State finds levels of the metal were significantly above federal standards, prompting building owner to voluntarily close for air sampling, clean-up
Portland - A multi-use commercial building in Salem that once stored and finished batteries has closed for testing, inspection and clean-up after state regulators confirmed that lead dust levels on several interior surfaces were significantly above national health protection standards.
The owner of the building at 576 Patterson St. NW in Salem, which contains at least six businesses, agreed Thursday to voluntarily shutter the structure at the request of the Oregon Health Authority, Oregon Department of Environmental Quality and Oregon Occupational Safety & Health, effective immediately. The agencies had reviewed results of tests on dust wipe samples taken from more than 20 spots around the interior of the building and determined the lead dust levels that were found posed a public health threat to those visiting and working in the building.
The building owner moved immediately to fence the entire facility and personally contact all business owners in the building to inform them of the closure. Among the businesses in the building are a CrossFit gym with a small childcare facility; a home renovation firm; a baseball training facility with indoor batting cages; a catering business; a roller skating rink; and storage and office space. A microbrewery also is under construction in the building.
U.S. Environmental Protection Agency limits for lead levels at child care facilities are 40 micrograms per square foot on floors, 250 micrograms per square foot for windowsills and 400 micrograms per square foot for window troughs. Many of the samples collected in the 576 Patterson building had lead levels of many thousands of micrograms per square foot—one sample taken from the brewery floor was measured at 2,115.45 micrograms per square foot. A windowsill in the brewery was measured at 6,127.44 micrograms per square foot.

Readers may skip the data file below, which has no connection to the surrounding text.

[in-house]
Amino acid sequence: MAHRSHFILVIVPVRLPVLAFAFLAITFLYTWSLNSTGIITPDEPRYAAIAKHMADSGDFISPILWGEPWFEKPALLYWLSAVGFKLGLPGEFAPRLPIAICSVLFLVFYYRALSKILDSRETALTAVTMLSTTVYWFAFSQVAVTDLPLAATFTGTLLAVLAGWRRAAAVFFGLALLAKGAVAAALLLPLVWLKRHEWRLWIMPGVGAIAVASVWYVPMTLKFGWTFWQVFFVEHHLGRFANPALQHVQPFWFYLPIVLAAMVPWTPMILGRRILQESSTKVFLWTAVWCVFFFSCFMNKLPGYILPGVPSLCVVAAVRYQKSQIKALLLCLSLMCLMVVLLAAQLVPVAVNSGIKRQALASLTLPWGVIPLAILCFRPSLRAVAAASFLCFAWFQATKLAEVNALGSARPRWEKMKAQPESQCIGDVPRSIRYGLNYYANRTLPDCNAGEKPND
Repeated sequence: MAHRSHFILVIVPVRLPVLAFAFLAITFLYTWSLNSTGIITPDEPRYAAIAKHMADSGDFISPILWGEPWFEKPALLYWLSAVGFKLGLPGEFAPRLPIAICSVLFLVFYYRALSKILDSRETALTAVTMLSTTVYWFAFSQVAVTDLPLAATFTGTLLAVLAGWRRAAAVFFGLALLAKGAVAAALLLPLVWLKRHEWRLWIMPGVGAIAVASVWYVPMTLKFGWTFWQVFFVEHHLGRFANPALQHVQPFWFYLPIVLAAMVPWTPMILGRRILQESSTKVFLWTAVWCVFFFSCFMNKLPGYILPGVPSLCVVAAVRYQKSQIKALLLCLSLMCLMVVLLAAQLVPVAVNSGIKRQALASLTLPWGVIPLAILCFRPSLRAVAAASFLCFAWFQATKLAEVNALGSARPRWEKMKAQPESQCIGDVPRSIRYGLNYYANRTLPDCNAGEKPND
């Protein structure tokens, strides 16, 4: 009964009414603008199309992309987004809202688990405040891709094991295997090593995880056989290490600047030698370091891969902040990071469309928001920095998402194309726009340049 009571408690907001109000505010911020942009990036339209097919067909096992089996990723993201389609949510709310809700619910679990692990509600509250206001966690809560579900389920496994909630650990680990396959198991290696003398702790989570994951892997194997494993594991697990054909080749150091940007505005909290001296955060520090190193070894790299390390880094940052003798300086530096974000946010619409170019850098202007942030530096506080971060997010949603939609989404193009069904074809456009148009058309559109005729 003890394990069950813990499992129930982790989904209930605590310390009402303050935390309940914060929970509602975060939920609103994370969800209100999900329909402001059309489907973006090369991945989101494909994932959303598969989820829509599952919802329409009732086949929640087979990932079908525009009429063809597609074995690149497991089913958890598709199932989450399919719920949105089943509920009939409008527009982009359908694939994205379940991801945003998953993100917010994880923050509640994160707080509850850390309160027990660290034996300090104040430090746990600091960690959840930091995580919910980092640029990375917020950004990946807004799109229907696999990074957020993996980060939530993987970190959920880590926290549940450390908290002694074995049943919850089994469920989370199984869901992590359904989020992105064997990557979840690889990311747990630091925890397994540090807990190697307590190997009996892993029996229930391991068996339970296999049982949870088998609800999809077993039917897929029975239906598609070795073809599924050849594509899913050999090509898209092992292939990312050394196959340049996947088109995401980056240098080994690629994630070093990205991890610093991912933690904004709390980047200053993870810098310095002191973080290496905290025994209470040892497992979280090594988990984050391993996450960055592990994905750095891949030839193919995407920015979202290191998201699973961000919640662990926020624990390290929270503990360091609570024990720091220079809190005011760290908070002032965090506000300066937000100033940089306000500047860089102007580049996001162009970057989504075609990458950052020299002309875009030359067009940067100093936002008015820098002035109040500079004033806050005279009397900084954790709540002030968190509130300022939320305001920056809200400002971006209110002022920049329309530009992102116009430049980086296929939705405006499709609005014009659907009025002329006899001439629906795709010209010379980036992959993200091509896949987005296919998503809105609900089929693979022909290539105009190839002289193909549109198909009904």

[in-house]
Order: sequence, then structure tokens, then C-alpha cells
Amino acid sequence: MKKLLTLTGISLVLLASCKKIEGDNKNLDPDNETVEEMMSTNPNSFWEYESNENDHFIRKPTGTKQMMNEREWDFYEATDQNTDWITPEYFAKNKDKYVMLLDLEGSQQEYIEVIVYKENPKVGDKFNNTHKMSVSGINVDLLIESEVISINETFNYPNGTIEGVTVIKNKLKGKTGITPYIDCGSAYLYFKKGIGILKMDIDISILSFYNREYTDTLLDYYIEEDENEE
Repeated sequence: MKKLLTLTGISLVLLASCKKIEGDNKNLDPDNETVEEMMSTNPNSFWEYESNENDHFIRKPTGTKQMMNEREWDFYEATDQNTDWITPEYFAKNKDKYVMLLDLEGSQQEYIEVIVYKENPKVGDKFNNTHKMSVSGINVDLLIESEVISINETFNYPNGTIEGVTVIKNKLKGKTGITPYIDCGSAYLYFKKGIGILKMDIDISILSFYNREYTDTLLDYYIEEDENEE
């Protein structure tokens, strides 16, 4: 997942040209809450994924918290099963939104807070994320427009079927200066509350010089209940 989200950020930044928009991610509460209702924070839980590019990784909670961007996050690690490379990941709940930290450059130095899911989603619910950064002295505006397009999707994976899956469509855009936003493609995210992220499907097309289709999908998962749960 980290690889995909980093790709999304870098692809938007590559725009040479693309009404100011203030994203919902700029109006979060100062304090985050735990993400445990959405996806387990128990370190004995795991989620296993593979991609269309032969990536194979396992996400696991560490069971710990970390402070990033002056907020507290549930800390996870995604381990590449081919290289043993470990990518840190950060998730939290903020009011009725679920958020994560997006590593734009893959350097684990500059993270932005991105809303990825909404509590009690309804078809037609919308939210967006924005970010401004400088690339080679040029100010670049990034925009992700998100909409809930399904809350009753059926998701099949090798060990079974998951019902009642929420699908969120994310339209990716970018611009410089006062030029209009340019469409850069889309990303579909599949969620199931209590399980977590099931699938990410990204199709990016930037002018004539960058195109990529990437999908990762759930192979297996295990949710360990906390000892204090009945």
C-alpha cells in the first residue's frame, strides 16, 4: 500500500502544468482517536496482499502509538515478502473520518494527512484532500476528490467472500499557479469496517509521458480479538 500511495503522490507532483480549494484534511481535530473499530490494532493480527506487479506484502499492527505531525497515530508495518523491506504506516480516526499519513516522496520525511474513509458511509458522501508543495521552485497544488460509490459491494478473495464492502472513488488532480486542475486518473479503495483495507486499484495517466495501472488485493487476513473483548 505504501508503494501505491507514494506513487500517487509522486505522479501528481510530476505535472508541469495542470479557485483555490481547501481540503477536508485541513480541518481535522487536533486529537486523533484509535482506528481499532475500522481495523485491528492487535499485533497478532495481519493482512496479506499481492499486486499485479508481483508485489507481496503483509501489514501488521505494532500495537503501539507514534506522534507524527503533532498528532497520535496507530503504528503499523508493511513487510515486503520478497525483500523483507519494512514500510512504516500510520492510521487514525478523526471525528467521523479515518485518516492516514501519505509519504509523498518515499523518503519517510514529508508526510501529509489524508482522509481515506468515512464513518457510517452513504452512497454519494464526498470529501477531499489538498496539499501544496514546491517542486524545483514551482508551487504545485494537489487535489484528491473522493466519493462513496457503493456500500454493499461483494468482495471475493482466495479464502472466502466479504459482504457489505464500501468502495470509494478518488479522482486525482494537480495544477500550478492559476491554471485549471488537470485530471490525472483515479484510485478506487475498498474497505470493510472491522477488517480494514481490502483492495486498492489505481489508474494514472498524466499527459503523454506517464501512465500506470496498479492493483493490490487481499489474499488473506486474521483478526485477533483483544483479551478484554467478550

The highest sample in the building was taken from an electrical panel in a batting cage, found at 188,636 micrograms per square foot; and another on a girder above a roller skating rink was at 179,654 micrograms per square foot. Only one sample—on the CrossFit facility floor—was measured at less than 5 micrograms per square foot.
“Chronic, long-term exposure to lead is a serious concern. When we see levels of dangerous contaminants such as lead at extremely high levels that potentially endanger public health, our goal is to stop the source of the exposure,” said Katrina Hedberg, MD, state health officer at the OHA Public Health Division. “This is why we encouraged the building’s owner to close immediately, and fortunately, the owner acted without delay.”
DEQ recommended the owners of the facility test for lead inside the old building on site, which the owners voluntarily agreed to in late February. The owners wanted to see what actions they would need to take for DEQ to lift deed restrictions in place on the site since the 1990s following cleanups to remove concrete flooring and soil contaminated with lead beneath it. In 2016 the owners entered the site into DEQ’s Voluntary Cleanup Program, which provides oversight to property owners who want to clean up hazardous-substance sites in a voluntary, cooperative manner.
While the extent of the public’s exposure to areas of the building with the highest lead dust levels and the precise degree of the health risks are not known, children are most at risk of long-term health effects because their bodies absorb more lead than adults' and their brains are still developing, according to EPA. Infants and young children are often exposed to more lead than adults because they put their hands and other objects contaminated with lead from dust or soil into their mouths. Even low levels of lead in the blood of children can result in behavior and learning problems, such as lower IQ and hyperactivity.
Hedberg says there is no evidence of human illness related to exposures at the facility.
DEQ plans to inspect the 576 Patterson building in the coming days, and Oregon OSHA will work with the building owner to conduct air monitoring during and after clean-up of the interior. OHA also is encouraging anyone who is concerned about past lead exposure to see their health care providers and get screened for elevated blood lead levels.
Polk County Public Health is offering free blood lead testing for children ages 1-18 and pregnant or breastfeeding women who may have been exposed to lead while inside the building. Testing will be offered March 28, 4-7 p.m., at Polk County’s West Salem location, 1520 Plaza St. NW, Salem. Those interested can call 503-623-8175 for more information.
Other adults and parents of children younger than 1 should seek testing through their primary care provider or pediatrician. The testing, though important, is not considered an emergency and does not need to happen immediately.
For more information on lead exposure and health, visit http://www.healthoregon.org/lead.